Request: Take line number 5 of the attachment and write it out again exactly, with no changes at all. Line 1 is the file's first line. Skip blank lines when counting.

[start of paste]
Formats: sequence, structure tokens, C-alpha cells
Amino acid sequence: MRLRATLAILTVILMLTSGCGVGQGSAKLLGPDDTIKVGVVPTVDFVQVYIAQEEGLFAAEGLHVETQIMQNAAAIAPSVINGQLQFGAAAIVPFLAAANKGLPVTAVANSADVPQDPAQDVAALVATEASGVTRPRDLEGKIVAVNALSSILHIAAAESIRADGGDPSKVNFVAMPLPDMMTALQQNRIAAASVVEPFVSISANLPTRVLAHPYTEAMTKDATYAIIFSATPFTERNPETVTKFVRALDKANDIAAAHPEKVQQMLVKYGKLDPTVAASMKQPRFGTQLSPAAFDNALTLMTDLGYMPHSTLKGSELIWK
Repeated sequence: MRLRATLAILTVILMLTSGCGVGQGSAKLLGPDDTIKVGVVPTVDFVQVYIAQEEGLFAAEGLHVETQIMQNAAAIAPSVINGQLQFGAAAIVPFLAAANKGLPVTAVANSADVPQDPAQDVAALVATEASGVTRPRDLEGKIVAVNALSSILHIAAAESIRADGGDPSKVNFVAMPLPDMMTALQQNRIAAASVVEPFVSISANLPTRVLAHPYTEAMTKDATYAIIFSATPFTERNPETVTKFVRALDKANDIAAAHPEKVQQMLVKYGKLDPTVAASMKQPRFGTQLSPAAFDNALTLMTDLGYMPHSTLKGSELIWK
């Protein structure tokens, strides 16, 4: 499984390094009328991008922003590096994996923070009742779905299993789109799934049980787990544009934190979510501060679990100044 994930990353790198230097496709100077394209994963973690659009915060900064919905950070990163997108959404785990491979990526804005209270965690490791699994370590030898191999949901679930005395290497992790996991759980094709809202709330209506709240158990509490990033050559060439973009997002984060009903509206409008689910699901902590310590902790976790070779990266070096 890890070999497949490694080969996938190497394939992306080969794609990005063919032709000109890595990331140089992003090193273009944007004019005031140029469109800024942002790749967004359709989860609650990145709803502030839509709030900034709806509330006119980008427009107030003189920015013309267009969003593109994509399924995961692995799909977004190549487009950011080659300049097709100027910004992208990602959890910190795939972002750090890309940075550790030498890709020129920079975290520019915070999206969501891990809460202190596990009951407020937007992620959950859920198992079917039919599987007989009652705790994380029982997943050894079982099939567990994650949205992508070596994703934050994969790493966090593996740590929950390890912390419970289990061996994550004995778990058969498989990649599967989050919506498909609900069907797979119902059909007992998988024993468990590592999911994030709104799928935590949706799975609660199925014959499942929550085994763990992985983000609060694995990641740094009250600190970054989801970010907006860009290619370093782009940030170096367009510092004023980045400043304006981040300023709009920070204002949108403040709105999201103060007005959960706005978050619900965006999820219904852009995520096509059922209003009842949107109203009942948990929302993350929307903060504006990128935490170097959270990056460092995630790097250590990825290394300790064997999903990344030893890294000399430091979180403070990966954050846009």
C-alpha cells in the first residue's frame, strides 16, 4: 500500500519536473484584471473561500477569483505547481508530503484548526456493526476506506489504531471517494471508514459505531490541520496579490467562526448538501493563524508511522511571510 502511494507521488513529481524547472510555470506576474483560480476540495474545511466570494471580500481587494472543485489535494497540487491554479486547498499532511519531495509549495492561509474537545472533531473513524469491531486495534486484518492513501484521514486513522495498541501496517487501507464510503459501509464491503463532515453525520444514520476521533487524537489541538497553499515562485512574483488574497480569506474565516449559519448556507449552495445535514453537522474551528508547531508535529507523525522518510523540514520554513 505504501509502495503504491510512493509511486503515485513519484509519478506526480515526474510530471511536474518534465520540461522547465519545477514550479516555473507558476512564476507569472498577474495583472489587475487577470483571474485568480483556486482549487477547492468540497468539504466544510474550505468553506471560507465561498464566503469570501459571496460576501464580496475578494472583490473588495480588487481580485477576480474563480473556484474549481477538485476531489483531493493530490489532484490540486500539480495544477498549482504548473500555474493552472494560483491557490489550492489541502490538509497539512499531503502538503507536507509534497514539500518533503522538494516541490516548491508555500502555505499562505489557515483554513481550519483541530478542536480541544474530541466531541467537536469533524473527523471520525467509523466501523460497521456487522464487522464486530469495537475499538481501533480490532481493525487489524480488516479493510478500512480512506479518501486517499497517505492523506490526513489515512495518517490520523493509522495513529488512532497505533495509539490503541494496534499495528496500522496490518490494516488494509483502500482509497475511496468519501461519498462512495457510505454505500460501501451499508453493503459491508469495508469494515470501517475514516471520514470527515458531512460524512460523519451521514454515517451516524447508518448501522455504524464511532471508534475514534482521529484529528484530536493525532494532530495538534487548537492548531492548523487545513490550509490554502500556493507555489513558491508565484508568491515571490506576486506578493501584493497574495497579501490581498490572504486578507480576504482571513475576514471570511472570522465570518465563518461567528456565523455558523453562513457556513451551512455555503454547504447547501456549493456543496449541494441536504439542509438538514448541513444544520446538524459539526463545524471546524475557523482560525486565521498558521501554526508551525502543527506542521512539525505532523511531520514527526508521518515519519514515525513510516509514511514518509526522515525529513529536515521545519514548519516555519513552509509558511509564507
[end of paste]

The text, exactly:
C-alpha cells in the first residue's frame, strides 16, 4: 500500500519536473484584471473561500477569483505547481508530503484548526456493526476506506489504531471517494471508514459505531490541520496579490467562526448538501493563524508511522511571510 502511494507521488513529481524547472510555470506576474483560480476540495474545511466570494471580500481587494472543485489535494497540487491554479486547498499532511519531495509549495492561509474537545472533531473513524469491531486495534486484518492513501484521514486513522495498541501496517487501507464510503459501509464491503463532515453525520444514520476521533487524537489541538497553499515562485512574483488574497480569506474565516449559519448556507449552495445535514453537522474551528508547531508535529507523525522518510523540514520554513 505504501509502495503504491510512493509511486503515485513519484509519478506526480515526474510530471511536474518534465520540461522547465519545477514550479516555473507558476512564476507569472498577474495583472489587475487577470483571474485568480483556486482549487477547492468540497468539504466544510474550505468553506471560507465561498464566503469570501459571496460576501464580496475578494472583490473588495480588487481580485477576480474563480473556484474549481477538485476531489483531493493530490489532484490540486500539480495544477498549482504548473500555474493552472494560483491557490489550492489541502490538509497539512499531503502538503507536507509534497514539500518533503522538494516541490516548491508555500502555505499562505489557515483554513481550519483541530478542536480541544474530541466531541467537536469533524473527523471520525467509523466501523460497521456487522464487522464486530469495537475499538481501533480490532481493525487489524480488516479493510478500512480512506479518501486517499497517505492523506490526513489515512495518517490520523493509522495513529488512532497505533495509539490503541494496534499495528496500522496490518490494516488494509483502500482509497475511496468519501461519498462512495457510505454505500460501501451499508453493503459491508469495508469494515470501517475514516471520514470527515458531512460524512460523519451521514454515517451516524447508518448501522455504524464511532471508534475514534482521529484529528484530536493525532494532530495538534487548537492548531492548523487545513490550509490554502500556493507555489513558491508565484508568491515571490506576486506578493501584493497574495497579501490581498490572504486578507480576504482571513475576514471570511472570522465570518465563518461567528456565523455558523453562513457556513451551512455555503454547504447547501456549493456543496449541494441536504439542509438538514448541513444544520446538524459539526463545524471546524475557523482560525486565521498558521501554526508551525502543527506542521512539525505532523511531520514527526508521518515519519514515525513510516509514511514518509526522515525529513529536515521545519514548519516555519513552509509558511509564507